FinMin to WSJ: Debt relief, less austerity and greater liquidity will end Greece’s economic, fiscal woes

18 November 2016
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Greek Finance Minister Euclid Tsakalotos spelled out his leftist government’s “dream scenario” to finally emerge from a punishing economic crisis and a continuing reliance on European creditors’ bailout loans, pointing directly to German acquiescence on immediate debt relief, IMF pressure to ease austerity and resumed ECB acceptance of Greek bonds as collateral for its QE program.

His comments were carried in an interview with two WSJ reporters in Athens.

Tsakalotos emphasized the support by the three different parties – Germany, the IMF and the ECB – which have been part of a coterie of institutional creditors propping up Athens since the first memorandum in 2010 – creditors, however, who have often expressed divergent views on how to proceed with the Greek program.

For instance, the IMF is not a lending party in the current program (third bailout) and will decide if it will rejoin probably at the end of the year or early 2017, pending a report on the Greek debt’s sustainability. Berlin, on the other hand, is opposed to any discussion on debt relief before 2018.

Even more telling is an admission by Tsakalotos, a leftwing UK-based economics professor before entering politics in his ancestral Greece, that his ruling SYRIZA party bears some fault for the rise of anti-establishment populism in various western countries over the past few years.

The interview, as released by the ministry, reads:
WSJ: Are we watching the beginning of the end of the West?
Euclid Tsakalotos: I grew up in Britain with the pendulum theory of politics. Things swing back and forward. I think there has been a move away from liberal democratic values in a number of countries in Europe and outside Europe. That’s partly the fault of the center-left and the left. They haven’t really articulated a program that addresses the concerns of voters – an agenda so that people can see their place in a more globalized world economy.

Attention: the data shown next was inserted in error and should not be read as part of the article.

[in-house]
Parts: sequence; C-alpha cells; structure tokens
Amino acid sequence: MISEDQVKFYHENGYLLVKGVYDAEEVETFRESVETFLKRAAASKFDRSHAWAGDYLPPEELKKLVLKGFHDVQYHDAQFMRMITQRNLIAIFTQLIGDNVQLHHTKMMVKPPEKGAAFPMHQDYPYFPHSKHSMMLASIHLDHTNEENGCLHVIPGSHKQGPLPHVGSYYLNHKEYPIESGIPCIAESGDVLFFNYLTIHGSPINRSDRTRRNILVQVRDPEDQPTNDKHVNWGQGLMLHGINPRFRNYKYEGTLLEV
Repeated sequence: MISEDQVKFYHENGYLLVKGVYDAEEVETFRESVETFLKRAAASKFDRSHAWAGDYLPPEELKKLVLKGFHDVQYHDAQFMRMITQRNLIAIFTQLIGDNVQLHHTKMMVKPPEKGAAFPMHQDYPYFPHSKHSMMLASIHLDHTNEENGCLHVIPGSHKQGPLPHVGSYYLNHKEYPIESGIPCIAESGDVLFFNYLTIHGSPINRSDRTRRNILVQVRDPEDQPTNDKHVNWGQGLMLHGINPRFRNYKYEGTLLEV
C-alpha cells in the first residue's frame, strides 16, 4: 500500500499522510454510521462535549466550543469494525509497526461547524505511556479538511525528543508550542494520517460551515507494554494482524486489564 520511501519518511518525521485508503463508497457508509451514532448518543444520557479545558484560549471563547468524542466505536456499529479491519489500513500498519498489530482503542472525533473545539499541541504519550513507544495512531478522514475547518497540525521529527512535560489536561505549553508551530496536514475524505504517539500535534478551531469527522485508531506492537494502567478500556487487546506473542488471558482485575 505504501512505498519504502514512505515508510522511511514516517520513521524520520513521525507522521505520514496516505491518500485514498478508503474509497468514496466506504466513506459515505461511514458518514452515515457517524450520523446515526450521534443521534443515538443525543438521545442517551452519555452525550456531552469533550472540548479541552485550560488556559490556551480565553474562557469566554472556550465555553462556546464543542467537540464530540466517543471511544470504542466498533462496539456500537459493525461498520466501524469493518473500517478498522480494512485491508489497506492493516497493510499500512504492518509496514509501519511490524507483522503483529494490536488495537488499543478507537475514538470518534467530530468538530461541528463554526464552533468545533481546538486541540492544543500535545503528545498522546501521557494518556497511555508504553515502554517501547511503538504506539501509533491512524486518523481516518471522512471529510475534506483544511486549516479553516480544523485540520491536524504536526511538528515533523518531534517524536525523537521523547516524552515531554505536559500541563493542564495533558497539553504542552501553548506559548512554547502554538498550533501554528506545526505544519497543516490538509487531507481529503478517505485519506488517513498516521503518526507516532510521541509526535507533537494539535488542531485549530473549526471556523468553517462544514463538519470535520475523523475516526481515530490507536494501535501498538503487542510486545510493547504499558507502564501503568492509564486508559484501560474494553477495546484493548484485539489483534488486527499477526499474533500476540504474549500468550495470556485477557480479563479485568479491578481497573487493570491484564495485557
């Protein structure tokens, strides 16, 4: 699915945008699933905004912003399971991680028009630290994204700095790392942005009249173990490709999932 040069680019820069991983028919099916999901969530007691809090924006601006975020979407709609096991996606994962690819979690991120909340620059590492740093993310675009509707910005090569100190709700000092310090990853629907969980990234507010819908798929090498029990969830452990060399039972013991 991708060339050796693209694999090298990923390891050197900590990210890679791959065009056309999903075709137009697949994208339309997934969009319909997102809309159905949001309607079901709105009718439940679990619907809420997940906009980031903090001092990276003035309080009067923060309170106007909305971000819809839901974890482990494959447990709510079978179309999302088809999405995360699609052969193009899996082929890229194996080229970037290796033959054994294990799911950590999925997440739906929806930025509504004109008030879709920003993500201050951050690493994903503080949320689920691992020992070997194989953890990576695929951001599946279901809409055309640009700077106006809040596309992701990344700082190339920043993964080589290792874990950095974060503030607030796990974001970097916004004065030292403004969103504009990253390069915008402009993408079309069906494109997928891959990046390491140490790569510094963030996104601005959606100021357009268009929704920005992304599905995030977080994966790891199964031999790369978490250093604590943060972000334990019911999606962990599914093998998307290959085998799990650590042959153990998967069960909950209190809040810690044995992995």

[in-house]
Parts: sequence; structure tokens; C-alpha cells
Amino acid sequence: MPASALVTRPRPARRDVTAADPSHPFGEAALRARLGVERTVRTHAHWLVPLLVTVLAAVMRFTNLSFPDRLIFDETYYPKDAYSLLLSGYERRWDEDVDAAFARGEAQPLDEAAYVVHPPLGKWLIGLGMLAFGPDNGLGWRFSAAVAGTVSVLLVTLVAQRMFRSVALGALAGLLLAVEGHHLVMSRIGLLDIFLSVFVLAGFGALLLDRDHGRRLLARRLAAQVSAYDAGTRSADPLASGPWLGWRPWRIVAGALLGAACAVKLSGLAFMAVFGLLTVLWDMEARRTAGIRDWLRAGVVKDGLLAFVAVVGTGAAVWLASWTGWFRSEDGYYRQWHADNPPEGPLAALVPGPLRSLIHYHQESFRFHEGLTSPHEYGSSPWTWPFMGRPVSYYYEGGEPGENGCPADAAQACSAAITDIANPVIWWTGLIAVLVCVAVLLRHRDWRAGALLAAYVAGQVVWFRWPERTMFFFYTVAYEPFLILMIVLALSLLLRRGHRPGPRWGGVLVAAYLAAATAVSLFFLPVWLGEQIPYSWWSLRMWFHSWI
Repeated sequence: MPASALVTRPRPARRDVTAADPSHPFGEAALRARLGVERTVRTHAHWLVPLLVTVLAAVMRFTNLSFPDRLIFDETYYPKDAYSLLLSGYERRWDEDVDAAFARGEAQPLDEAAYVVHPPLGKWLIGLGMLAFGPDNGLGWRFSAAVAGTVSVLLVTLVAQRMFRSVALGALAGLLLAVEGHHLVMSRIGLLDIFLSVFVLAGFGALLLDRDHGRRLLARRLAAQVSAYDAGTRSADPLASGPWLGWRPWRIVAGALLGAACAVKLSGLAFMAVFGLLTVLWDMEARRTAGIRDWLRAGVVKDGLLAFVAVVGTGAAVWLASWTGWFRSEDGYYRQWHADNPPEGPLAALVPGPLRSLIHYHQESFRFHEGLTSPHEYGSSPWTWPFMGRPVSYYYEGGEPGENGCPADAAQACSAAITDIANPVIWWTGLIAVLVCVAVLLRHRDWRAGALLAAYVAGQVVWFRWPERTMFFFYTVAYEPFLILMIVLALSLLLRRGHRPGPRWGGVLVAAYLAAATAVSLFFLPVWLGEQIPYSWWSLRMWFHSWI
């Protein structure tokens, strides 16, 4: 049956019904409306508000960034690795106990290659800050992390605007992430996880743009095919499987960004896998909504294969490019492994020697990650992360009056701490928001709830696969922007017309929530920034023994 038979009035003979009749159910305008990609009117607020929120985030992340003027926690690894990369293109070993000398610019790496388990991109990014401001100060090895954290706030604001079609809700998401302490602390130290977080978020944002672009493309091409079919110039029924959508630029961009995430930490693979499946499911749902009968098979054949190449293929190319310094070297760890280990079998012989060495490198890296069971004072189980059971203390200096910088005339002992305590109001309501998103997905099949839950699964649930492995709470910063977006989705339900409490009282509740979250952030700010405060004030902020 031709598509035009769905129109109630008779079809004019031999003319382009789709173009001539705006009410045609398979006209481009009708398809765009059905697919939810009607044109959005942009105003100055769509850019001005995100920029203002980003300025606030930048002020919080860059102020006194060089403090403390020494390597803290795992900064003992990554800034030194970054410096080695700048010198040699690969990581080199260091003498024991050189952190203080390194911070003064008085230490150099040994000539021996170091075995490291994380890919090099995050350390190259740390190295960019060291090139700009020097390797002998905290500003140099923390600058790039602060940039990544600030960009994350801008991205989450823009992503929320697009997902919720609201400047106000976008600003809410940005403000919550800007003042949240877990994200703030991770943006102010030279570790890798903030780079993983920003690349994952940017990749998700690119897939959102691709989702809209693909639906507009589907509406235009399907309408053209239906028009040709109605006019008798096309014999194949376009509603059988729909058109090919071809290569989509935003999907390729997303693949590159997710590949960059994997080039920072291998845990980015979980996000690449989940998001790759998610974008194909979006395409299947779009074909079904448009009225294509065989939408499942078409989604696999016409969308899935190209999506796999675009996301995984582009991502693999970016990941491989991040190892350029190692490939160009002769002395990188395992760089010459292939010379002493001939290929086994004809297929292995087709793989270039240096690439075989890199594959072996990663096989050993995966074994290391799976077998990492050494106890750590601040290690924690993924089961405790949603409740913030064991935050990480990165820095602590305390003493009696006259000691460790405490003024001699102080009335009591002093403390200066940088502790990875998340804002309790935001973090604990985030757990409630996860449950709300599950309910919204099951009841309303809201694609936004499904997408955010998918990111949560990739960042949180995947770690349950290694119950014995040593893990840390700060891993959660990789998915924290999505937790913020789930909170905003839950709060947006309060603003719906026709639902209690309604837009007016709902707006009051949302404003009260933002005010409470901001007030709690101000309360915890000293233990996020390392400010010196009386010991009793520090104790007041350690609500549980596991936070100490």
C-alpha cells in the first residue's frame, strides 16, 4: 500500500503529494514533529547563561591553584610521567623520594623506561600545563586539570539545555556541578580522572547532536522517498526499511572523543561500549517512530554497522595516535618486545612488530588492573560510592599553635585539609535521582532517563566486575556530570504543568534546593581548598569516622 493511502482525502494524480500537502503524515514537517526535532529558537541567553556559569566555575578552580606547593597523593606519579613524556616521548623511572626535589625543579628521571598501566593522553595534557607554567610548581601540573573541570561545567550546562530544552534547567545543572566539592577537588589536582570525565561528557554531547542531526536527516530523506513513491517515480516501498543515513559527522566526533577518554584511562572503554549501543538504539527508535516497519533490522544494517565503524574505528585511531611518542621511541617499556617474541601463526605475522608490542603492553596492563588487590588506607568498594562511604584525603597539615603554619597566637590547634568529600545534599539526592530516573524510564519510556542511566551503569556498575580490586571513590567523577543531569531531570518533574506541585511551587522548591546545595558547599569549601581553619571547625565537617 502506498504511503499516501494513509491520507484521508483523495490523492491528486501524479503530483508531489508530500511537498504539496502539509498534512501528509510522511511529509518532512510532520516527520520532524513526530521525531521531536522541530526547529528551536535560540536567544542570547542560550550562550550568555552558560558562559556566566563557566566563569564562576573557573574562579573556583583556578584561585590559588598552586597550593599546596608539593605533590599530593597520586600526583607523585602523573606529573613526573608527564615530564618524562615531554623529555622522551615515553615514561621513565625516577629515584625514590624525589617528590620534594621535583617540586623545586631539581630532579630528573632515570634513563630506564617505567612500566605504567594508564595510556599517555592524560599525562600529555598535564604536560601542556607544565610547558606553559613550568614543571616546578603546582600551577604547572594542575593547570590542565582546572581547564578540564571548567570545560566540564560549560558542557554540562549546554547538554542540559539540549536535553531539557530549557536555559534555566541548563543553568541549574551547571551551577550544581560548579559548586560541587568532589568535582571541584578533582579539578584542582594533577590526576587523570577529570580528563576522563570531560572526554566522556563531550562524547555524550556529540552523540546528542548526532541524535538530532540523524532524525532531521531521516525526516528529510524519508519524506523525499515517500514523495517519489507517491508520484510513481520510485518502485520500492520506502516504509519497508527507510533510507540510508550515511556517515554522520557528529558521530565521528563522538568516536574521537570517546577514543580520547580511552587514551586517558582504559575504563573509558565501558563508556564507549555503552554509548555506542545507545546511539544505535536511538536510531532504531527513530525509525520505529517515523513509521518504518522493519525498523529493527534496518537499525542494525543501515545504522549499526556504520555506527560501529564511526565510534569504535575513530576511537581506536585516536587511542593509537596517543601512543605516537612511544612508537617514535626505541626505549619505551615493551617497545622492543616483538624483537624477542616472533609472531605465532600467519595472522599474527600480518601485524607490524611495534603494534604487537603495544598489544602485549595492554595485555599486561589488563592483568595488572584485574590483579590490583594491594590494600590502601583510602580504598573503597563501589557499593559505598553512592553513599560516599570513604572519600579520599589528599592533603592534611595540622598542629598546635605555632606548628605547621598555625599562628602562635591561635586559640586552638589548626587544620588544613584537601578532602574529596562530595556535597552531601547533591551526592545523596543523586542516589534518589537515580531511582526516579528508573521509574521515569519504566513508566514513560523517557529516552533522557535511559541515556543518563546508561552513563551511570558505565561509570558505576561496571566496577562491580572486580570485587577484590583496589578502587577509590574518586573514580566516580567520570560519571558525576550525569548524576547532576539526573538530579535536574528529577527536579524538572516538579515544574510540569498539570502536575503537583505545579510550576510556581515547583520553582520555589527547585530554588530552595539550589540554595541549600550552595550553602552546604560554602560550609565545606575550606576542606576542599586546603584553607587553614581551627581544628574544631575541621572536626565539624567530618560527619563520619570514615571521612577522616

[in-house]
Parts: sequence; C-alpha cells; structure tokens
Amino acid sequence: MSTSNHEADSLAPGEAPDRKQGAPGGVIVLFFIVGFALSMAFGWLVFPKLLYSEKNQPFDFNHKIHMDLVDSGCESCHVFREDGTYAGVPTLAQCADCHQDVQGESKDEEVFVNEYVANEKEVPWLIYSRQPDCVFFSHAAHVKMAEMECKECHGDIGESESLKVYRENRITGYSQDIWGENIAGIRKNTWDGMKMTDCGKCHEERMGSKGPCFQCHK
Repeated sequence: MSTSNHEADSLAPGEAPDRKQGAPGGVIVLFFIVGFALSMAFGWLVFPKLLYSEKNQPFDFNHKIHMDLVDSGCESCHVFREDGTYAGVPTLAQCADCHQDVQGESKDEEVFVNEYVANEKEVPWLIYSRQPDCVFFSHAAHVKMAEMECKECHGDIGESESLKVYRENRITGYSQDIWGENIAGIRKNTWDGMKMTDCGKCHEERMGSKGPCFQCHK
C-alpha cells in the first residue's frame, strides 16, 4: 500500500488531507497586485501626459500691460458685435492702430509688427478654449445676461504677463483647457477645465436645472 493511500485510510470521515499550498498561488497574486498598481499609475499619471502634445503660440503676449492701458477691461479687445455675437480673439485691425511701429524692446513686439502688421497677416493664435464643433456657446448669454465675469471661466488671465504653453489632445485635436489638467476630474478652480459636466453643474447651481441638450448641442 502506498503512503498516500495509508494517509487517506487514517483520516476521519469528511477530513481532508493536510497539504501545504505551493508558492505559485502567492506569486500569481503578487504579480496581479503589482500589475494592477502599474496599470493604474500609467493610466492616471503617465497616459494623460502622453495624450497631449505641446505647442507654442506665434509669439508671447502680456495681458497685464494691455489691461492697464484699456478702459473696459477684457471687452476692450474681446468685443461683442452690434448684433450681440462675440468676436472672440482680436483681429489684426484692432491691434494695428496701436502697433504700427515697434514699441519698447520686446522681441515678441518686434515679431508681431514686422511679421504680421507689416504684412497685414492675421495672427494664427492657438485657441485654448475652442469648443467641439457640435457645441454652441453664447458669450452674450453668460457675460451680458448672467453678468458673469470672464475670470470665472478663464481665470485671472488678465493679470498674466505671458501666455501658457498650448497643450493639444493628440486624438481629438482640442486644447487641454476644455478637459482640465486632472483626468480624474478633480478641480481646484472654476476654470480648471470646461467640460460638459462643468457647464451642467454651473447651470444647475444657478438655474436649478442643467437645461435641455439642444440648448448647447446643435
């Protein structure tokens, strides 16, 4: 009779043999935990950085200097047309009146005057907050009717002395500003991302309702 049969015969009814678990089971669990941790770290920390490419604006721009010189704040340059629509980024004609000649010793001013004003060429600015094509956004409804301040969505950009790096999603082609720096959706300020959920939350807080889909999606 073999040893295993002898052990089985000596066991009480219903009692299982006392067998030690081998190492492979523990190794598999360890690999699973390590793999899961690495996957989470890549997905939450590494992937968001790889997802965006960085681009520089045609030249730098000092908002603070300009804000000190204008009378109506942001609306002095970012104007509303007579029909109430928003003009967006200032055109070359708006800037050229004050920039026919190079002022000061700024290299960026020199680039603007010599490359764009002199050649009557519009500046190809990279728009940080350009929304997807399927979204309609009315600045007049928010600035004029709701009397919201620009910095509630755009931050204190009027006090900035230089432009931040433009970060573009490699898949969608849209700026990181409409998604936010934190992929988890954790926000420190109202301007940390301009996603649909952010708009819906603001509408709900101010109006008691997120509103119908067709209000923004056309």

If you think about the promise of globalization in the years of Blair and Clinton, it was that only people in old industries like textiles or steel have something to worry about. But it became very obvious that in fact many middle class people had a lot to worry about. There is a threat to wages and prosperity and security that is more widespread and I think that the center, the center left, and the left have been actually rather poor in responding to that.
So the answer to your question is no.
WSJ: What is the new balance of forces for Greece? With the rise in populism in Europe, Germany is reluctant to give debt relief.
ET: If they don’t give debt relief it will be very short-sighted of them. If the eurozone is going to survive, the number-one requirement is to make sure people see that the eurozone can solve its problems. If it just postpones political decisions and kicks the can down the road, then people will say it’s not working.
Greece doesn’t want the postponement of the debt issue, because Greece thinks that if we kick the can down the road and say “we will decide in two years,” then the investment community will say “well, we will decide in two years.” So we won’t have this clear runway for how we’re going to get out of this (bailout) program in 2018.
WSJ: Does Obama’s reference to the Greek debt make any difference?
ET: I sincerely hope so, we shall have to see. He is a very prestigious politician; he is very popular in Europe.
WSJ: But he has been calling for debt relief for many years and now he is on his way out.
ET: Would his influence be stronger if Clinton has won? The answer is yes. Does he now have no influence? The answer is no.
WSJ: Where does Greece stand on its path out of the crisis?
ET: We have done an immense amount of reforms, and I think that is accepted by anybody who actually looks at it. Our situation now is we are very close to finishing the second review, and I think that the pressure will be on the Eurogroup members to accept that it’s our turn to have a clear runway out of the crisis.
Our goal is to leave the program in 2018. Let me tell you how you won’t get that, to the disadvantage of both us and our creditors. No debt relief means no [Quantitative Easing]. No QE means no access to the markets in late 2017, early 2018. It would be very short-sighted to stop the process that would bring us out of the program, which is within reach.